Malloy offers plan to shield judges’ salaries from political debates
Connecticut’s judges, who have been trying for the last five years to remove their salaries from the political arena, might have their best chance to do so now through legislation offered by Gov. Dannel P. Malloy.
Although the governor’s bill still allows legislators to block raises, a new, appointed Commission on Judicial Compensation would have chief responsibility for ordering pay increases.
“The objective under this law is to de-politicize the manner in which judicial compensation is considered by the legislature,” said Andrew J. McDonald, the governor’s general counsel.
State judges, whose pay last increased in 2007, have no fixed schedule or system for raises, which are granted at the discretion of the General Assembly.
The legislature receives an annual report from the Commission on Compensation for Elected State Officials and Judges. The compensation panel has authority only to make recommendations. And critics argue that recommendations for pay hikes routinely are set aside for political reasons, particularly during tough fiscal times.
A former state senator, McDonald said legislators often link consideration of judicial pay with that of their own. And legislators often are wary of any talk of increasing their compensation. Under the current system, “the ability to fairly analyze the merits of the judicial pay structure is minimized,” he said, adding that the governor’s measure allows for “a more reasoned and dispassionate analysis.”
The last pay increases for judges were approved in 2004. That measure ordered annual increases of 5.5 percent effective Jan. 1 of 2005, 2006 and 2007. Legislative pay last increased in 2001.
Judge Barbara Quinn, the chief court administrator, and her predecessor, Judge William Lavery, have argued in recent years that judicial compensation is not competitive with that offered in other states nor with the pay attorneys can earn in the private sector.
An analysis prepared by the National Center for State Courts showed Connecticut’s annual pay for Superior Court judges, $146,780, ranked 14th highest among all states at the start of this fiscsal year. But once that pay was adjusted to reflect Connecticut’s relatively high cost of living, the ranking fell to 45th.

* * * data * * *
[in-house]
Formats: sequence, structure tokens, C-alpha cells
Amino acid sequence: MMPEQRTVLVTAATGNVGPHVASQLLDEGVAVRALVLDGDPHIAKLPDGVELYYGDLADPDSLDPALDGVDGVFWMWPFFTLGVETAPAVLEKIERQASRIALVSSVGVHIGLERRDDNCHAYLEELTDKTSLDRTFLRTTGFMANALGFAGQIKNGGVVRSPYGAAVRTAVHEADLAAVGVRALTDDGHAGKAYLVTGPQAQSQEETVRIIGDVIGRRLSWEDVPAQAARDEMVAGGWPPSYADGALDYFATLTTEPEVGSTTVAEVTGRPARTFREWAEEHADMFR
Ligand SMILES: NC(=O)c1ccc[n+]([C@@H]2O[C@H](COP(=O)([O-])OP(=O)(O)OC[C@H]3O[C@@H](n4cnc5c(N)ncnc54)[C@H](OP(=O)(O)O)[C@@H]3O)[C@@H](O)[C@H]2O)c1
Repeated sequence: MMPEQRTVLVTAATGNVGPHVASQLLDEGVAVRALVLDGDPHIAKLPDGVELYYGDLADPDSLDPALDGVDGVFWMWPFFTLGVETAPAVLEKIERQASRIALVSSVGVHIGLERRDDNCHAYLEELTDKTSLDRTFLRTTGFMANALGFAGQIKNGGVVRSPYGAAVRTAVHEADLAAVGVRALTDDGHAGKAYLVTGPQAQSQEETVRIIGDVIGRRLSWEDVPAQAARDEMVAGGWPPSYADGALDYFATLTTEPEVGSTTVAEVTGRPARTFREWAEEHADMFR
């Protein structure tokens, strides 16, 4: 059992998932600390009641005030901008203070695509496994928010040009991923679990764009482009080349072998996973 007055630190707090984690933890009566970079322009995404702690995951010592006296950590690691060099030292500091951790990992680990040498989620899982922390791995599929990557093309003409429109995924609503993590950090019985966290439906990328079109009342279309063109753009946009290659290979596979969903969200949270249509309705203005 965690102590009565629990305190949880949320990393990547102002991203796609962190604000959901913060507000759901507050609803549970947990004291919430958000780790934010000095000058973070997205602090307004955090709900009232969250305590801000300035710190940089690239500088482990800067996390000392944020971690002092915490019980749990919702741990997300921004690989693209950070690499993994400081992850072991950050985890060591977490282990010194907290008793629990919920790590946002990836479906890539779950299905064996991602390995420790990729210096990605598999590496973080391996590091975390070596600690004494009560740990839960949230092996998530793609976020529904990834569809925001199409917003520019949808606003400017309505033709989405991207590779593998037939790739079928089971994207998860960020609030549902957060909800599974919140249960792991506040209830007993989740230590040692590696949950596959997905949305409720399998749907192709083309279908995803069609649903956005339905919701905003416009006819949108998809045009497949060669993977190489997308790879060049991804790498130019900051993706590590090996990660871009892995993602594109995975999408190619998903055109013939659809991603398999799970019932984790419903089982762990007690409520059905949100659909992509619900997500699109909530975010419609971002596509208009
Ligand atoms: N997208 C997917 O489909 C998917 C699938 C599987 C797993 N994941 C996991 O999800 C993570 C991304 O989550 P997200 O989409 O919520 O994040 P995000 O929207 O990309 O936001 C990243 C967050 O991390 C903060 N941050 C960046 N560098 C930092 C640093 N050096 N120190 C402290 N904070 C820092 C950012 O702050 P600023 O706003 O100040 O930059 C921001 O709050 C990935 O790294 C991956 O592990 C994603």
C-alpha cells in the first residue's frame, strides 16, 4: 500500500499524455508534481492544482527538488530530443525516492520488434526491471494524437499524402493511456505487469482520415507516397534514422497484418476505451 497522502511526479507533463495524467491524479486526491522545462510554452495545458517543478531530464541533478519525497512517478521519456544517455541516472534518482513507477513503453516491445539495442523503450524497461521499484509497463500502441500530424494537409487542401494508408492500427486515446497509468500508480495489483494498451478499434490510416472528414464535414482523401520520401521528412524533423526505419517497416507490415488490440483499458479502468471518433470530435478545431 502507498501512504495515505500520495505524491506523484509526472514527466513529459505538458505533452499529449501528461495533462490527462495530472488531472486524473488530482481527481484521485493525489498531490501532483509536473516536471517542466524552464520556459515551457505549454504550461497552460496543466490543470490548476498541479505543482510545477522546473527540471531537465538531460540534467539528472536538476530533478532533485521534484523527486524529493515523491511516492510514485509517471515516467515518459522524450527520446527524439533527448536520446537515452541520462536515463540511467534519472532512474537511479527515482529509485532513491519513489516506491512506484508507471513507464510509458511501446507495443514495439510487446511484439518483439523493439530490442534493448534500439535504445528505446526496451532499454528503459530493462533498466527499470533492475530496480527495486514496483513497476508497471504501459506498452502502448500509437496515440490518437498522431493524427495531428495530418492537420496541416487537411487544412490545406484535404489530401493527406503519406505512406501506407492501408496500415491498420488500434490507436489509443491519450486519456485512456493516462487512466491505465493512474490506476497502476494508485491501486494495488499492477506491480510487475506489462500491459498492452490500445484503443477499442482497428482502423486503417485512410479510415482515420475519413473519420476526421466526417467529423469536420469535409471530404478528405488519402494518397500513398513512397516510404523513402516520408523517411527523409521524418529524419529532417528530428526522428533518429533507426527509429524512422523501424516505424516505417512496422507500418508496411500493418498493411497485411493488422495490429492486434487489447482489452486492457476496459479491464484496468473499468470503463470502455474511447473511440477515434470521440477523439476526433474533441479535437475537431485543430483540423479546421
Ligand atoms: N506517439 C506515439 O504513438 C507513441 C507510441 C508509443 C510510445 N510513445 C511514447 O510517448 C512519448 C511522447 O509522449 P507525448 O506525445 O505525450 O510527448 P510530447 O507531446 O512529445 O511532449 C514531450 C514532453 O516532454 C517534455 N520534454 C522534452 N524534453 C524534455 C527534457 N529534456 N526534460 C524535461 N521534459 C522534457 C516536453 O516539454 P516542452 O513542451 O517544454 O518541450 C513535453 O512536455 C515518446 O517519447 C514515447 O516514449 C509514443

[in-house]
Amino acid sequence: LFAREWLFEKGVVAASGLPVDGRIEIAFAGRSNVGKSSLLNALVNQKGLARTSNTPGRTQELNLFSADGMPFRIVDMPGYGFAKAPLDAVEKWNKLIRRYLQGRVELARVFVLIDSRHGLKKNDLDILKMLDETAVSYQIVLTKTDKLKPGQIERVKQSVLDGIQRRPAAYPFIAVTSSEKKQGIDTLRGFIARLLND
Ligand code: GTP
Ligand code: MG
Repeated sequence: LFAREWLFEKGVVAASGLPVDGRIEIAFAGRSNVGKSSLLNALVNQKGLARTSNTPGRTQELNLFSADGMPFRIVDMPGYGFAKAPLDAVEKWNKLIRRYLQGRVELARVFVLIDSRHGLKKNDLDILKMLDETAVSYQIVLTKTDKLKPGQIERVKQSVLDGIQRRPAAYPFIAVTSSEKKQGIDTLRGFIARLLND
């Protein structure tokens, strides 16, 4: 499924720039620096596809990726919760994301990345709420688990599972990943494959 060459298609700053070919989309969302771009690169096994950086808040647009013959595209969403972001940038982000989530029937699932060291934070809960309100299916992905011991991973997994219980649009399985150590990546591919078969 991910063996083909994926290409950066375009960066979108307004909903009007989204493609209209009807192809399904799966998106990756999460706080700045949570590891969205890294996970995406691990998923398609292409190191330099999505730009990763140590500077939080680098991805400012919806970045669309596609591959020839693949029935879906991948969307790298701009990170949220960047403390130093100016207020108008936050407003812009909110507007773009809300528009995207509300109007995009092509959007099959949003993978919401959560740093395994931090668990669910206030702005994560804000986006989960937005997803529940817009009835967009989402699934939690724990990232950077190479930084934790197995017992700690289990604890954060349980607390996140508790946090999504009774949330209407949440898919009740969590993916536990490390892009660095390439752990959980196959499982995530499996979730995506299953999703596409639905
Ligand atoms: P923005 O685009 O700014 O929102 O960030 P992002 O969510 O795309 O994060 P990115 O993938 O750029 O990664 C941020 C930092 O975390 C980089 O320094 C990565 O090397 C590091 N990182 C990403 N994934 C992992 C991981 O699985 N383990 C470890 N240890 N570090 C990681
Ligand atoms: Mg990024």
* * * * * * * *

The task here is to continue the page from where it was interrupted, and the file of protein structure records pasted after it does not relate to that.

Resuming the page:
The $152,637 annual salary for Connecticut’s Appellate Court judges ranked 11th nationwide and the $162,520 yearly pay for Supreme Court justices was 17th highest. Rankings adjusted for regional cost-of-living factors were not available for those higher-level courts.
Malloy’s bill would create a nine-member commission, appointed by the governor, legislative leaders and the chief justice, with the sole job of addressing judicial compensation.
Starting in January 2013 and every four years thereafter, the panel would recommend compensation levels for judges and magistrates after weighing: inflation and other economic factors; judicial compensation in other states and in the federal courts; earnings by attorneys in the public and private sectors; compensation for nonjudicial state employees; and the state’s overall fiscal situation.
Any recommended compensation changes would take effect in July of the same year they were offered, unless the legislature acts to reject them, according to the governor’s bill.
Rep. Gerald M. Fox III, D-Stamford, co-chairman of the Judiciary Committee, said last week that while his panel hasn’t discussed the bill yet, his initial impression is positive. “There really is no other mechanism now to address judges’ salaries except for a legislative change,” he said. “Judges don’t like to have to advocate for additional salary.”
“The Judicial Branch strongly supports Senate Bill 31 and appreciates the governor’s decision to propose it,” Chief Justice Chase T. Rogers said last week. “I look forward to testifying before the Judiciary Committee on this important bill.”
The governor’s proposal has some parallels with how many salary increases take effect for unionized state employees. Many union contracts are settled with arbitration awards, which take effect unless the legislature acts to reject them.
This system has drawn criticism in recent years from the Republican minorities in the state House and Senate, who argue that legislators should have to go on record to either approve or reject all arbitration awards.
Rep. John W. Hetherington of New Canaan, ranking House Republican on the Judiciary Committee, said that regardless of how legislators’ feel about the level of judicial compensation — or whether political concerns influence the issue — raises shouldn’t take effect without legislative action.
“All of the judges I know more than earn their salary,” he said. “I really don’t think judicial pay has been embroiled in politics. But that doesn’t mean we shouldn’t meet our responsibilities. Generally, I think the legislature ought to do its job, even when it comes down to setting salaries.”
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